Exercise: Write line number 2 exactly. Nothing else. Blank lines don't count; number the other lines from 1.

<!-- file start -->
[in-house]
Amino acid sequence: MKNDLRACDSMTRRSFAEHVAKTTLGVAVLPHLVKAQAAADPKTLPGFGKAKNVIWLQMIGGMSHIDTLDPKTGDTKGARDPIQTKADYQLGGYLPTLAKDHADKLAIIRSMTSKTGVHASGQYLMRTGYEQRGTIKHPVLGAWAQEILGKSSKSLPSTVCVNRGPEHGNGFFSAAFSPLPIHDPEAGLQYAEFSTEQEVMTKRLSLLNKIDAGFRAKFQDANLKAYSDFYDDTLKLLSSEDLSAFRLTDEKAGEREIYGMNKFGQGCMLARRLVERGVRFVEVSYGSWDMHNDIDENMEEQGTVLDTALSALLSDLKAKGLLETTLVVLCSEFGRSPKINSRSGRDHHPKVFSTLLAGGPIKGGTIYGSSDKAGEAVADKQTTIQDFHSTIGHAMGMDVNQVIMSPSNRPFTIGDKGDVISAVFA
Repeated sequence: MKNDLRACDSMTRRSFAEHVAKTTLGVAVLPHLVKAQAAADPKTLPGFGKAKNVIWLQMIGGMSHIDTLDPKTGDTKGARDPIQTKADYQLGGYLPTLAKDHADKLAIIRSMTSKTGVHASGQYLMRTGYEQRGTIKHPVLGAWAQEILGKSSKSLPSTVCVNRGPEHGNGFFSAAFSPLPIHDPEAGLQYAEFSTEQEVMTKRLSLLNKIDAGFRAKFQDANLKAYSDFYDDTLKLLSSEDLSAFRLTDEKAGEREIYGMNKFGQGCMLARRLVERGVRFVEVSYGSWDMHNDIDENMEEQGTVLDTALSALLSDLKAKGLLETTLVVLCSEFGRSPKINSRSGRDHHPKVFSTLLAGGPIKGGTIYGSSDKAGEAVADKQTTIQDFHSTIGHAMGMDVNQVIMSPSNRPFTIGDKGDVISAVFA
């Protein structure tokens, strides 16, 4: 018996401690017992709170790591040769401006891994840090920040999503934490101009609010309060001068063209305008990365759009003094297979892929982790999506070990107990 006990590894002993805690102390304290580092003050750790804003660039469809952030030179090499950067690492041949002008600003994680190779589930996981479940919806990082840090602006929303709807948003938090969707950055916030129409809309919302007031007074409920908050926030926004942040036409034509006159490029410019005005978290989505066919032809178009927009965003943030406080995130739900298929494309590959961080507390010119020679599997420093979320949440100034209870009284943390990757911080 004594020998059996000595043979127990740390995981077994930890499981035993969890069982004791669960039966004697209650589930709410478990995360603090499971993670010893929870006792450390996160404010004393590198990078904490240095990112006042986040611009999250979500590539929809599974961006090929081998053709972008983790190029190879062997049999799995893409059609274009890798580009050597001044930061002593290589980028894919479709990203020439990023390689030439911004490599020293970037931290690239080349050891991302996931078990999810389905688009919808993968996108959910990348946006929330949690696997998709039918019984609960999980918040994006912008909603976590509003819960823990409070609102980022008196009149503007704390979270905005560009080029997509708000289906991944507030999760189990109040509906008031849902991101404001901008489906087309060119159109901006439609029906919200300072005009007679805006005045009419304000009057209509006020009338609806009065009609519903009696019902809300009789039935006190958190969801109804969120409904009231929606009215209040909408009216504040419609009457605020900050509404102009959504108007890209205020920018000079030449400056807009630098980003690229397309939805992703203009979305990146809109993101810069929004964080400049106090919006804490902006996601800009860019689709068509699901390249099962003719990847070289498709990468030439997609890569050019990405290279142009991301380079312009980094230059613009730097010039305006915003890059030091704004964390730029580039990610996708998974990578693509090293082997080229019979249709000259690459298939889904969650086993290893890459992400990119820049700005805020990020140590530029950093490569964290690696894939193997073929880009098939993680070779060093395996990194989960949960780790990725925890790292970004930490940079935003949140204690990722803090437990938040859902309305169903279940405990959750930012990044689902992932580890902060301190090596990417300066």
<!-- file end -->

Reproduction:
Amino acid sequence: MKNDLRACDSMTRRSFAEHVAKTTLGVAVLPHLVKAQAAADPKTLPGFGKAKNVIWLQMIGGMSHIDTLDPKTGDTKGARDPIQTKADYQLGGYLPTLAKDHADKLAIIRSMTSKTGVHASGQYLMRTGYEQRGTIKHPVLGAWAQEILGKSSKSLPSTVCVNRGPEHGNGFFSAAFSPLPIHDPEAGLQYAEFSTEQEVMTKRLSLLNKIDAGFRAKFQDANLKAYSDFYDDTLKLLSSEDLSAFRLTDEKAGEREIYGMNKFGQGCMLARRLVERGVRFVEVSYGSWDMHNDIDENMEEQGTVLDTALSALLSDLKAKGLLETTLVVLCSEFGRSPKINSRSGRDHHPKVFSTLLAGGPIKGGTIYGSSDKAGEAVADKQTTIQDFHSTIGHAMGMDVNQVIMSPSNRPFTIGDKGDVISAVFA